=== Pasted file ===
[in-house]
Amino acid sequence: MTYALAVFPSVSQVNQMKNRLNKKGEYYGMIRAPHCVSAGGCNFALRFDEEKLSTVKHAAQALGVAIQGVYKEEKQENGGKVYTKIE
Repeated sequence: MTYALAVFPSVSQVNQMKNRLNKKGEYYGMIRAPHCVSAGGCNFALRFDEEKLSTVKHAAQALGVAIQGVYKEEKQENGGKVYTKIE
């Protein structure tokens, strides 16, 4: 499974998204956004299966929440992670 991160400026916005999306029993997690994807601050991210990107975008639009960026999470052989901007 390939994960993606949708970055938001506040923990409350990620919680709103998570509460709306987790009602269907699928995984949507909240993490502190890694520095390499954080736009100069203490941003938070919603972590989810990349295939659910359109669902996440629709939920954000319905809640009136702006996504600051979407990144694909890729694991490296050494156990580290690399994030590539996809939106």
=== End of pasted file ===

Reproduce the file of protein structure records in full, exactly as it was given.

[in-house]
Amino acid sequence: MTYALAVFPSVSQVNQMKNRLNKKGEYYGMIRAPHCVSAGGCNFALRFDEEKLSTVKHAAQALGVAIQGVYKEEKQENGGKVYTKIE
Repeated sequence: MTYALAVFPSVSQVNQMKNRLNKKGEYYGMIRAPHCVSAGGCNFALRFDEEKLSTVKHAAQALGVAIQGVYKEEKQENGGKVYTKIE
């Protein structure tokens, strides 16, 4: 499974998204956004299966929440992670 991160400026916005999306029993997690994807601050991210990107975008639009960026999470052989901007 390939994960993606949708970055938001506040923990409350990620919680709103998570509460709306987790009602269907699928995984949507909240993490502190890694520095390499954080736009100069203490941003938070919603972590989810990349295939659910359109669902996440629709939920954000319905809640009136702006996504600051979407990144694909890729694991490296050494156990580290690399994030590539996809939106």